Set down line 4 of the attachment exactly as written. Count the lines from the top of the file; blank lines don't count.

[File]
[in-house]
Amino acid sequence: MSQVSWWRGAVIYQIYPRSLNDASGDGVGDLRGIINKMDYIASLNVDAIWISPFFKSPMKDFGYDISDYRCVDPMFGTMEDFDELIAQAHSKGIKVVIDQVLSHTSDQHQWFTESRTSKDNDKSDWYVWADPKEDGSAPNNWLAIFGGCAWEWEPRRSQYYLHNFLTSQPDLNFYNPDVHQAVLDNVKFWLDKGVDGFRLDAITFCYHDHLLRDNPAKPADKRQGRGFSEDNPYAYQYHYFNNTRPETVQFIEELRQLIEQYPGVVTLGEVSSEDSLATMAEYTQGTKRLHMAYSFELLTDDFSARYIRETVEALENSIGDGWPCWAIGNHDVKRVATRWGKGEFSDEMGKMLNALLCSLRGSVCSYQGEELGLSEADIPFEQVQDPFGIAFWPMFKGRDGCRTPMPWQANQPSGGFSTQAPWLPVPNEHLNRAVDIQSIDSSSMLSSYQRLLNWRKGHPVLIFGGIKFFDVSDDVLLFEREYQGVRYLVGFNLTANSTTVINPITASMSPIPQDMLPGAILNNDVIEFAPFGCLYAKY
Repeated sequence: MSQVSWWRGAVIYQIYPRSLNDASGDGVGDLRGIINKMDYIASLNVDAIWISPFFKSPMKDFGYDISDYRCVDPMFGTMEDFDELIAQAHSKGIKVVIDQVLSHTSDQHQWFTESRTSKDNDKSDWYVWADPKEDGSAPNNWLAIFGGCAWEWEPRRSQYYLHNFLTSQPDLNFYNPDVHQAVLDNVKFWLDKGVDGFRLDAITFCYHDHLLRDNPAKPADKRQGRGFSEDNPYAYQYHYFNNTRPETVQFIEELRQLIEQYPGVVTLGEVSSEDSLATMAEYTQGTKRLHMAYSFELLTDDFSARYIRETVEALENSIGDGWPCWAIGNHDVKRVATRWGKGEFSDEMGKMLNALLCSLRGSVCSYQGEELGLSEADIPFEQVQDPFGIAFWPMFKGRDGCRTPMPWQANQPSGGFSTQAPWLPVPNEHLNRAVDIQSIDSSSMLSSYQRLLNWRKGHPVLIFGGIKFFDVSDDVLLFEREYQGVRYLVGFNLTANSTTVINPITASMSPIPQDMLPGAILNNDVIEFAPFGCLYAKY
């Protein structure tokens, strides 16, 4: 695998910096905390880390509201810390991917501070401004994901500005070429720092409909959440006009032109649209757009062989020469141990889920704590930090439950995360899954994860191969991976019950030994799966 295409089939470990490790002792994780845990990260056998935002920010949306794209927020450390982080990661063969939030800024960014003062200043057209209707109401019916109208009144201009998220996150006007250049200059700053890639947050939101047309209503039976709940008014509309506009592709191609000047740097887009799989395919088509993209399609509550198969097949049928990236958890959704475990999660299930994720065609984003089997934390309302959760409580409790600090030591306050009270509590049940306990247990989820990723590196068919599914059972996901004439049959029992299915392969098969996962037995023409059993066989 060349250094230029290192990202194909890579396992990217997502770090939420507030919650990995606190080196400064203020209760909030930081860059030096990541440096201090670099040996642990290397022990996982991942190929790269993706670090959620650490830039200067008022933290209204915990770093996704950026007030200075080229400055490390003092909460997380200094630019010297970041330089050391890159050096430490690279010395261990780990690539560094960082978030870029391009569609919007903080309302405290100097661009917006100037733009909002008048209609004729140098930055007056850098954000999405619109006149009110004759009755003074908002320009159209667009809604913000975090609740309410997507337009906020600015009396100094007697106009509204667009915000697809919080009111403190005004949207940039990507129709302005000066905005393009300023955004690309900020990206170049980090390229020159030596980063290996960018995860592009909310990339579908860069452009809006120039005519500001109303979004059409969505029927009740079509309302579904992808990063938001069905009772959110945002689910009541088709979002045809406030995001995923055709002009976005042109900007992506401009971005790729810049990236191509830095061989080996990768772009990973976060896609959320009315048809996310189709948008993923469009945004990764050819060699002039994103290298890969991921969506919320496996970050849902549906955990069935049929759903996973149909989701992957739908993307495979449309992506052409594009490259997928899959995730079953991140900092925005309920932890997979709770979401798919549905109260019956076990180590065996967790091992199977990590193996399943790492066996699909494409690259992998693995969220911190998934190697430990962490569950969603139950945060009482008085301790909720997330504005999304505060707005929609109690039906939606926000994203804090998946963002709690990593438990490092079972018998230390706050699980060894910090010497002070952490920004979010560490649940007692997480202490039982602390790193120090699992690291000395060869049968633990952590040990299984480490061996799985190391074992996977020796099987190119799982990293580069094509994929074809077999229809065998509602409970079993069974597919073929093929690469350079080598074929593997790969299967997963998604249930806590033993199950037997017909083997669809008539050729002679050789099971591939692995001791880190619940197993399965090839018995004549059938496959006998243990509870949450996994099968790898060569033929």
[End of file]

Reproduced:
């Protein structure tokens, strides 16, 4: 695998910096905390880390509201810390991917501070401004994901500005070429720092409909959440006009032109649209757009062989020469141990889920704590930090439950995360899954994860191969991976019950030994799966 295409089939470990490790002792994780845990990260056998935002920010949306794209927020450390982080990661063969939030800024960014003062200043057209209707109401019916109208009144201009998220996150006007250049200059700053890639947050939101047309209503039976709940008014509309506009592709191609000047740097887009799989395919088509993209399609509550198969097949049928990236958890959704475990999660299930994720065609984003089997934390309302959760409580409790600090030591306050009270509590049940306990247990989820990723590196068919599914059972996901004439049959029992299915392969098969996962037995023409059993066989 060349250094230029290192990202194909890579396992990217997502770090939420507030919650990995606190080196400064203020209760909030930081860059030096990541440096201090670099040996642990290397022990996982991942190929790269993706670090959620650490830039200067008022933290209204915990770093996704950026007030200075080229400055490390003092909460997380200094630019010297970041330089050391890159050096430490690279010395261990780990690539560094960082978030870029391009569609919007903080309302405290100097661009917006100037733009909002008048209609004729140098930055007056850098954000999405619109006149009110004759009755003074908002320009159209667009809604913000975090609740309410997507337009906020600015009396100094007697106009509204667009915000697809919080009111403190005004949207940039990507129709302005000066905005393009300023955004690309900020990206170049980090390229020159030596980063290996960018995860592009909310990339579908860069452009809006120039005519500001109303979004059409969505029927009740079509309302579904992808990063938001069905009772959110945002689910009541088709979002045809406030995001995923055709002009976005042109900007992506401009971005790729810049990236191509830095061989080996990768772009990973976060896609959320009315048809996310189709948008993923469009945004990764050819060699002039994103290298890969991921969506919320496996970050849902549906955990069935049929759903996973149909989701992957739908993307495979449309992506052409594009490259997928899959995730079953991140900092925005309920932890997979709770979401798919549905109260019956076990180590065996967790091992199977990590193996399943790492066996699909494409690259992998693995969220911190998934190697430990962490569950969603139950945060009482008085301790909720997330504005999304505060707005929609109690039906939606926000994203804090998946963002709690990593438990490092079972018998230390706050699980060894910090010497002070952490920004979010560490649940007692997480202490039982602390790193120090699992690291000395060869049968633990952590040990299984480490061996799985190391074992996977020796099987190119799982990293580069094509994929074809077999229809065998509602409970079993069974597919073929093929690469350079080598074929593997790969299967997963998604249930806590033993199950037997017909083997669809008539050729002679050789099971591939692995001791880190619940197993399965090839018995004549059938496959006998243990509870949450996994099968790898060569033929």